I summarise the problem by saying that there is a pressing need for new industrial development in the City of Perth. There is every reason why we should believe that Perth is attractive to industry. As the Minister knows, Perth is well placed geographically at the centre of Scotland, although at the entrance to the North-East. It is surrounded by beautiful country and has superb amenities which are hardly equalled in any town in Scotland. The local officials in Perth have made a very determined drive over the last few years to try to attract industry by the provision of sites and special financial arrangements. Perhaps most important of all, the quality of labour in Perth is outstanding.

Often the visitor to that part of North-East Scotland is surprised by the spread of industry which already exists in the city. The residents in Perth and in the surrounding countryside know only too well that there has been a disturbing decline in the number of jobs in the city since about 1962 or 1963. There has been a rundown of jobs on the railway. This was largely inescapable, but the rundown has occurred. There has been a marked shrinkage in what I describe as governmental jobs. One or two industries in the town have contracted.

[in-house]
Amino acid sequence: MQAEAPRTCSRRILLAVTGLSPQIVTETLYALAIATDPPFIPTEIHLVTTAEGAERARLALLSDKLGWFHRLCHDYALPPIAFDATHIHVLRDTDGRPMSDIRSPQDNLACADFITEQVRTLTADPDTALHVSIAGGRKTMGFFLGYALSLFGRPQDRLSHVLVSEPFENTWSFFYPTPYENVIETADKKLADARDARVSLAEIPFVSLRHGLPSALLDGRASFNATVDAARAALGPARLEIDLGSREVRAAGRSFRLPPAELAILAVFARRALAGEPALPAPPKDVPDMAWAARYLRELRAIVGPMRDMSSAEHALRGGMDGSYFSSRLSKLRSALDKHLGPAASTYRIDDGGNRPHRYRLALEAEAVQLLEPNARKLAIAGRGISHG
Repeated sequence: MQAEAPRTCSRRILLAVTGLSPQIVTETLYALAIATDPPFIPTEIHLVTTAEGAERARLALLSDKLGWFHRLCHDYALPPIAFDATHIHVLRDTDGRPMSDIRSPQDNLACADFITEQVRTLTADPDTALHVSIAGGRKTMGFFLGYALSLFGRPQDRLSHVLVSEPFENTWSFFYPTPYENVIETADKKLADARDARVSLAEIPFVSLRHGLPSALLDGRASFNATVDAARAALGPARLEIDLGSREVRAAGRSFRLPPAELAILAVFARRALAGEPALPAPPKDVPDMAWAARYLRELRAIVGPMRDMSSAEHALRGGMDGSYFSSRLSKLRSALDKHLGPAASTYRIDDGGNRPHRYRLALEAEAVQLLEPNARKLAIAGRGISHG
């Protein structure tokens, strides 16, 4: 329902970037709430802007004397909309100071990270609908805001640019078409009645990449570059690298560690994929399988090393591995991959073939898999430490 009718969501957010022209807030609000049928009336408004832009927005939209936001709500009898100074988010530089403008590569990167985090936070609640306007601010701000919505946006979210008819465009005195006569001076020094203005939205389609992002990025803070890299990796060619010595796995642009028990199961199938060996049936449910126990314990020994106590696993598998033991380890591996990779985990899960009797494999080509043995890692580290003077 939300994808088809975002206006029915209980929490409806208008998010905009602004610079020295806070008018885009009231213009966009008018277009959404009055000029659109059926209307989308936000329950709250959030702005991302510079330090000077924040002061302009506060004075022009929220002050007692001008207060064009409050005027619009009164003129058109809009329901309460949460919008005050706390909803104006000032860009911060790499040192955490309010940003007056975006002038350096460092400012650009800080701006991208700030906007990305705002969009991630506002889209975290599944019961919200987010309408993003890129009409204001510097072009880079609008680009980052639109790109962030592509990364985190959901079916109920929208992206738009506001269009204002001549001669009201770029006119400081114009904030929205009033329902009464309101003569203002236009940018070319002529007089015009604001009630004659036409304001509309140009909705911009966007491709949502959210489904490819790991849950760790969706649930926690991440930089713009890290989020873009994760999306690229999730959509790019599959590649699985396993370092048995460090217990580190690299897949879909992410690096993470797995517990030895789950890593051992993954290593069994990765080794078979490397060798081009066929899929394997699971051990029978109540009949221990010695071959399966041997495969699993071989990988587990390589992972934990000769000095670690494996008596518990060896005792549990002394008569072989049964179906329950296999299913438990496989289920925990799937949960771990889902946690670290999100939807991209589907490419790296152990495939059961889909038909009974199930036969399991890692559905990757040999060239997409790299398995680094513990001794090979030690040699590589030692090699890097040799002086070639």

In the light of this it came as a shock to learn recently of the proposed closure of the railway line between Cowdenbeath and Perth. I will not elaborate on that, because the line runs southwards rather than northwards from Perth and the T.U.C.C. hearing was only last week. One of the reasons for the concern about this closure is the fact that the motorway—the M90—which will be one of the main trunk routes to and from the North-East of Scotland, is far from completed. The Cowdenbeath-Kelty by-pass is making good progress, and I am delighted about that. The Minister is adhering to his original timetable of having the whole road completed and the Perth by-pass started by the early 1970s. However, the road is not there yet. The railway will possibly disappear, unless the Minister relents. The line was not scheduled for closure in the original Beeching plan. It is a totally new idea which has been dreamed up during this Government's term of office.